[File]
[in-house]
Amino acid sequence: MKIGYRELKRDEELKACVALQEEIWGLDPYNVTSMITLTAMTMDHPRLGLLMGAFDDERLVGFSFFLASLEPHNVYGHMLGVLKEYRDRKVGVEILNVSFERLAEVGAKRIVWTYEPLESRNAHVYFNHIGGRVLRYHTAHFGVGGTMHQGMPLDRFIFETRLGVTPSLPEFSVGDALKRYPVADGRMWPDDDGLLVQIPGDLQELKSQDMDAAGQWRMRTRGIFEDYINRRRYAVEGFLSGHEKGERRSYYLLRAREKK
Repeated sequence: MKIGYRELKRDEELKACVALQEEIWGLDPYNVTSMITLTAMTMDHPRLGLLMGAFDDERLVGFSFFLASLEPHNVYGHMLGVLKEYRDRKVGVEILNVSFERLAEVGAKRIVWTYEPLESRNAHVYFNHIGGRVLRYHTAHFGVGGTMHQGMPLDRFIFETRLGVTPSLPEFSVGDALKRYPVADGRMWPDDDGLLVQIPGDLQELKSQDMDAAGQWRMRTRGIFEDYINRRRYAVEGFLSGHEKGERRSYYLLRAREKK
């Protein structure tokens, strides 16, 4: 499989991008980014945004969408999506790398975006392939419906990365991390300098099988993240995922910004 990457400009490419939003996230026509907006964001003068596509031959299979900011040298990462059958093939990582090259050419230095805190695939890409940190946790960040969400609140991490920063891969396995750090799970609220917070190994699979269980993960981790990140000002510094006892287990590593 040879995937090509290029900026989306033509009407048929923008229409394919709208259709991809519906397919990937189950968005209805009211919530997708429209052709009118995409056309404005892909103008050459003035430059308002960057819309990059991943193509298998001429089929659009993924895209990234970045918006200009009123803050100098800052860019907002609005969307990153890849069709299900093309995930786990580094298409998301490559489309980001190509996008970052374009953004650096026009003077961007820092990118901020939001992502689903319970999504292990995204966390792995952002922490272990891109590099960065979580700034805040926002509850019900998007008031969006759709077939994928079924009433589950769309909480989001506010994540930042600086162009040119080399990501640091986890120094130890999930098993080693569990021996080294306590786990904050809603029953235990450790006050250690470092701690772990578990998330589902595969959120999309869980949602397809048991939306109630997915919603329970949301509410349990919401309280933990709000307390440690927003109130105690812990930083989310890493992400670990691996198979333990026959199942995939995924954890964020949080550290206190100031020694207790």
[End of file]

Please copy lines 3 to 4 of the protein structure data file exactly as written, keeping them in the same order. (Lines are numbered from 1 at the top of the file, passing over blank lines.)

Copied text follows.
Repeated sequence: MKIGYRELKRDEELKACVALQEEIWGLDPYNVTSMITLTAMTMDHPRLGLLMGAFDDERLVGFSFFLASLEPHNVYGHMLGVLKEYRDRKVGVEILNVSFERLAEVGAKRIVWTYEPLESRNAHVYFNHIGGRVLRYHTAHFGVGGTMHQGMPLDRFIFETRLGVTPSLPEFSVGDALKRYPVADGRMWPDDDGLLVQIPGDLQELKSQDMDAAGQWRMRTRGIFEDYINRRRYAVEGFLSGHEKGERRSYYLLRAREKK
């Protein structure tokens, strides 16, 4: 499989991008980014945004969408999506790398975006392939419906990365991390300098099988993240995922910004 990457400009490419939003996230026509907006964001003068596509031959299979900011040298990462059958093939990582090259050419230095805190695939890409940190946790960040969400609140991490920063891969396995750090799970609220917070190994699979269980993960981790990140000002510094006892287990590593 040879995937090509290029900026989306033509009407048929923008229409394919709208259709991809519906397919990937189950968005209805009211919530997708429209052709009118995409056309404005892909103008050459003035430059308002960057819309990059991943193509298998001429089929659009993924895209990234970045918006200009009123803050100098800052860019907002609005969307990153890849069709299900093309995930786990580094298409998301490559489309980001190509996008970052374009953004650096026009003077961007820092990118901020939001992502689903319970999504292990995204966390792995952002922490272990891109590099960065979580700034805040926002509850019900998007008031969006759709077939994928079924009433589950769309909480989001506010994540930042600086162009040119080399990501640091986890120094130890999930098993080693569990021996080294306590786990904050809603029953235990450790006050250690470092701690772990578990998330589902595969959120999309869980949602397809048991939306109630997915919603329970949301509410349990919401309280933990709000307390440690927003109130105690812990930083989310890493992400670990691996198979333990026959199942995939995924954890964020949080550290206190100031020694207790």